Sri Lanka legend Kumar Sangakkara has vented his frustration at the Decision Review System after England batsman Jonny Bairstow survived by the narrowest of margins in the third Test at Lord’s overnight.
However, the rule governing lbw reviews may be soon set to change under a recommendation from the ICC’s cricket committee. The issue was brought to the fore again on the opening day of the Test on Wednesday, when Bairstow survived an extremely tight review when on 56.
The tracking tool showed the centre of the ball was millimetres outside the line running down the middle of Bairstow’s leg stump, upholding the original decision.
Under the new rules, Bairstow would have been given out and England would have been left 6-182. The Englishman – who was also dropped on 11 – eventually went to stumps unbeaten on 107, leaving the Sri Lankans frustrated. The review also prompted a strong reaction from Sri Lanka legend Kumar Sangakkara, who shared his frustration on social media.
Sri Lanka also lost one of their two reviews as a result of the unsuccessful challenge.
However, the benefit of the doubt given to the batsman in the ICC’s Decision Review System could soon be reduced by half. Currently, 50 per cent of the ball has to be striking the stumps for a batsman to be given out lbw and overturn a not-out verdict by the on-field umpire. However, former Sri Lankan captain Mahela Jayawardena revealed the ICC’s cricket committee had discussed a change to the rule and would likely recommend the alternation to the governing body.
Under the new rules, only 25 per cent of the ball would need to be hitting the stump for a decision to be overturned.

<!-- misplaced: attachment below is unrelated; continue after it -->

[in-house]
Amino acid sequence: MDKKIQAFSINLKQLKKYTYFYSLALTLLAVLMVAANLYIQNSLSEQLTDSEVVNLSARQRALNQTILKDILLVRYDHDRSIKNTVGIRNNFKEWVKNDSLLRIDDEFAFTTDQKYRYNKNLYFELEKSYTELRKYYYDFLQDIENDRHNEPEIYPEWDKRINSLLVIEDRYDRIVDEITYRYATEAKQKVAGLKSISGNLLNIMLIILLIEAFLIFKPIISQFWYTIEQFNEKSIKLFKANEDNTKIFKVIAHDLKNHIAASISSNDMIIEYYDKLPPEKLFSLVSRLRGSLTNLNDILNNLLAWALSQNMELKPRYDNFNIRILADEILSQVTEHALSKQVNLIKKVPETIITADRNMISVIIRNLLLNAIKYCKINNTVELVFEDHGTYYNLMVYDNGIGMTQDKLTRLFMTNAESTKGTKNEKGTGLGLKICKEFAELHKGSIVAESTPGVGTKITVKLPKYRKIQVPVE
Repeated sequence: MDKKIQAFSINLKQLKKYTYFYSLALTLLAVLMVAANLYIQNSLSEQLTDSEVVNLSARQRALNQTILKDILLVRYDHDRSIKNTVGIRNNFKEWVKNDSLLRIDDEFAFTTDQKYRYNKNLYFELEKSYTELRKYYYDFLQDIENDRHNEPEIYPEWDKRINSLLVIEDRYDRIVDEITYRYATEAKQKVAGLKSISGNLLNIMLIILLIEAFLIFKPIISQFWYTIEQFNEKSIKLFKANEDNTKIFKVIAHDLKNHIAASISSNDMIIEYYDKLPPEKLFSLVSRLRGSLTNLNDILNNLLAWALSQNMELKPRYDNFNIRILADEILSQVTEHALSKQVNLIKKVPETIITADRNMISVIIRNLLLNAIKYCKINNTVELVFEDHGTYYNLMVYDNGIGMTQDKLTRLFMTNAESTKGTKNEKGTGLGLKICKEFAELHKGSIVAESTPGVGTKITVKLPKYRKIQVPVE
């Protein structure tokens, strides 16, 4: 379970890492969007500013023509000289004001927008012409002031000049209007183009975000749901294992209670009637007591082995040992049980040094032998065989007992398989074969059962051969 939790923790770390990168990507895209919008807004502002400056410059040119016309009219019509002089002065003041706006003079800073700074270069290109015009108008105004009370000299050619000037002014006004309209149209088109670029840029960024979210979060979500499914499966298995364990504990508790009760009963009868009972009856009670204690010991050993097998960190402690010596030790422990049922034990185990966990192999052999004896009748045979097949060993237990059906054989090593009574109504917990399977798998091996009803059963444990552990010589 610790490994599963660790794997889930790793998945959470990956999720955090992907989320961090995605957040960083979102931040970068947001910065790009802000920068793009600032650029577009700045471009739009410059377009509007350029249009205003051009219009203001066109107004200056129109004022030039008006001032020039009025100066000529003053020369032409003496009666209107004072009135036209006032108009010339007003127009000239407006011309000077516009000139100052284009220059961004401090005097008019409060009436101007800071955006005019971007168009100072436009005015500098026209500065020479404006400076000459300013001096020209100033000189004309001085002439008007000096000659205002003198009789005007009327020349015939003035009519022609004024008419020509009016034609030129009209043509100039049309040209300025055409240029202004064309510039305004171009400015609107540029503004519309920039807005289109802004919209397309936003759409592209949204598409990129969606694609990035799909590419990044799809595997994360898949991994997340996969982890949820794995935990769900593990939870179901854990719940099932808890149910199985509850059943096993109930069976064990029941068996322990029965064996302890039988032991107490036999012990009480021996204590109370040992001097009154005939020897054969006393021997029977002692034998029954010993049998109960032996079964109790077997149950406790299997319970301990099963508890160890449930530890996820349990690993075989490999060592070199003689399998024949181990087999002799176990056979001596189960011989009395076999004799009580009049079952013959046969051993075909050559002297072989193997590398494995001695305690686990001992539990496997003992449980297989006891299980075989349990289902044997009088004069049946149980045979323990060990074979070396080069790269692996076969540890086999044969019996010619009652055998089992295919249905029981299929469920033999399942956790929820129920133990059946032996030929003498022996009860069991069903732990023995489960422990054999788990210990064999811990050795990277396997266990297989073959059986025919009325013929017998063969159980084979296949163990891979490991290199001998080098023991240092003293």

“We’ve decided that the 50 per cent rule should be reduced to 25 per cent,” Jayawardena, who now sits on the ICC’s cricket committee, told ESPN on Thursday. “The MCC rule book says if it hits the wicket any part, it should be given out. So you’re going away from all that with the DRS 50 per cent rule.” UK newspaper The Telegraph reported that research conducted by the ICC had shown that by changing it to 25 per cent, 80 per cent more batsmen would be given out on review. Sri Lanka lost one of their two challenges as a result of the failed review on Thursday, but Jayawardene is confident a change in the rules would alleviate fielding captains of this issue. “If you take 25 per cent out, the stat says that 75 to 80 per cent of the decisions that were called umpire calls in the past will be taken out and be given out,” he said. “You think benefit of the doubt when sometimes umpires are considering those margins, that 25 per cent is okay, but I think 50 per cent is too much.” The recommendations by the cricket committee will be discussed at the ICC’s annual meeting in Edinburgh this month and if approved, could come into force in Test and ODIs by the end of September. (Courtesy Cricket.com.au)